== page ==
Sick Rooms, Death-Beds, and Operating Theatres: Gothic Medical Spaces in the Fiction of Lucas Malet

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Lucas Malet (Mary St Leger Harrison) was a popular novelist of the late-nineteenth century, now largely forgotten. This paper will examine the spaces of illness and death that appear as sites of medical anxiety and trauma in Malet’s Victorian fiction. These are invariably Gothic spaces, haunted by the spectre of sickness, containing the graphic ‘bloody horror’ of death, or scenes of macabre disfigurement. Colonel Enderby’s Wife (1885) depicts a phobia of infirmity and the sick room. The Wages of Sin (1891) describes the final, fatal utterances of a blood-soaked consumptive from her death-bed. The History of Sir Richard Calmady (1901) details a pre-anaesthetic surgical amputation in the drawing room of a stately home. The rooms are often characterised by their red furnishings, ‘red rooms’ which transcend Jane Eyre’s symbolic site of hysteria to become locations of crisis in which physical threats are both generated and realised.

The body, too, is rendered an unstable site whose subjectivity is called into question by the presence of uncontrollable symptoms or bodily rupture. These medical events are visually described or imagined, overheard from beyond a door, or implied through aposiopesis in the dialogue. The medical, surgical, and narrative fragmentation of the human subject within these spaces articulates the iatrogenic anxieties of the nineteenth century. With a moral-medical rhetoric typical of fin-de-siècle writing, pathology and malaise are presented as likewise blighting the national body; mass muteness, collective convulsions, and widespread atavism are perceived to affect hordes of ‘waste humanity’. Malet was fond of insisting that she wrote ‘like the man of science’. Her novels themselves are ‘moral dissecting rooms’, sites of vivisection, in which she scrutinises the search for wholeness by the human subject.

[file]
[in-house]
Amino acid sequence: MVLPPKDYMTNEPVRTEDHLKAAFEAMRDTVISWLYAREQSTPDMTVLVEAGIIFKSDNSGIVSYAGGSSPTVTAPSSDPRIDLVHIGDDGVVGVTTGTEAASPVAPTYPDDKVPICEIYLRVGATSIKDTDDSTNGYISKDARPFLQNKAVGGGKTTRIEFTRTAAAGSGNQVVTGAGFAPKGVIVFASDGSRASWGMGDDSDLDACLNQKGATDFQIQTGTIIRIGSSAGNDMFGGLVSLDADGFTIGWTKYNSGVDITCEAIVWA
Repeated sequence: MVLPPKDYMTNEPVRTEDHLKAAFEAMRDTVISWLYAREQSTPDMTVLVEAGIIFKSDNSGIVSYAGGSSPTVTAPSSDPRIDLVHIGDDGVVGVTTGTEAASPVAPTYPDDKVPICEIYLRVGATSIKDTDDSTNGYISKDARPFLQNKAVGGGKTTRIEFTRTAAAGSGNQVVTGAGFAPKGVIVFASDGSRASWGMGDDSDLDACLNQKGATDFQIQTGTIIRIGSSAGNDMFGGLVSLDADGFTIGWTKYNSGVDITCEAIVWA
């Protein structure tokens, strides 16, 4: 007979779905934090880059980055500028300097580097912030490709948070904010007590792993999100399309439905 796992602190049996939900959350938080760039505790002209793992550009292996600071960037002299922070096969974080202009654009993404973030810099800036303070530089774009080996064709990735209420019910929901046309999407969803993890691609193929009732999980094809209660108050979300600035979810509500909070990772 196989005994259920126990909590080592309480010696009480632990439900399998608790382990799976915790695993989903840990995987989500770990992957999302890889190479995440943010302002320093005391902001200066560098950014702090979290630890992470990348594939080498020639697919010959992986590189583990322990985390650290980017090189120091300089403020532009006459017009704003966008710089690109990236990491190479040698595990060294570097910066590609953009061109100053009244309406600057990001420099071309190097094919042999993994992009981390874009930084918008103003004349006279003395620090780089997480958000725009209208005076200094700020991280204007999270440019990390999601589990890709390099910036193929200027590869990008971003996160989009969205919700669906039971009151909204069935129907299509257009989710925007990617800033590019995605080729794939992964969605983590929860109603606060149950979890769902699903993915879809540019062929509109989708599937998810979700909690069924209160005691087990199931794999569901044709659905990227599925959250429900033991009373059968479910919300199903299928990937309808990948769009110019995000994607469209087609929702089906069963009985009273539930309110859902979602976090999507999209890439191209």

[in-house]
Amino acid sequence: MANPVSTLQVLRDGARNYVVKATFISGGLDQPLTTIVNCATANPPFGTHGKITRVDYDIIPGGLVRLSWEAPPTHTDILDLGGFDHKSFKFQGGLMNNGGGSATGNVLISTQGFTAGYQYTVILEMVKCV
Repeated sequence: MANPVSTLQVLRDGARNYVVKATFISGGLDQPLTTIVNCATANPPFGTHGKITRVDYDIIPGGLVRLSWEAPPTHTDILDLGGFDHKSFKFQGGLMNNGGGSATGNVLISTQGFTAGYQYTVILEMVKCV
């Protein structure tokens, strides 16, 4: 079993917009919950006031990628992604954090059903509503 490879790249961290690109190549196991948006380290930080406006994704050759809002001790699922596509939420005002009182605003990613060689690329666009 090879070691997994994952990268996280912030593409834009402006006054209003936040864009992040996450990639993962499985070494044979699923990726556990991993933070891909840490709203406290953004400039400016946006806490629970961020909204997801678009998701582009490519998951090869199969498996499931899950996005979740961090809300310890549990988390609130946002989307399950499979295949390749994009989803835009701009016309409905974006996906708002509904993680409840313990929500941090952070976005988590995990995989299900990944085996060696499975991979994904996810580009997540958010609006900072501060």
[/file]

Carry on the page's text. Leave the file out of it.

Original languageEnglish
Publication statusUnpublished - 8 Jun 2017
EventMedicine and Mystery: The Dark Side of Science in Victorian Fiction: Victorian Popular Fiction Association Study Day - National University of Ireland, Galway
Duration: 8 Jun 20178 Jun 2017


ConferenceMedicine and Mystery: The Dark Side of Science in Victorian Fiction


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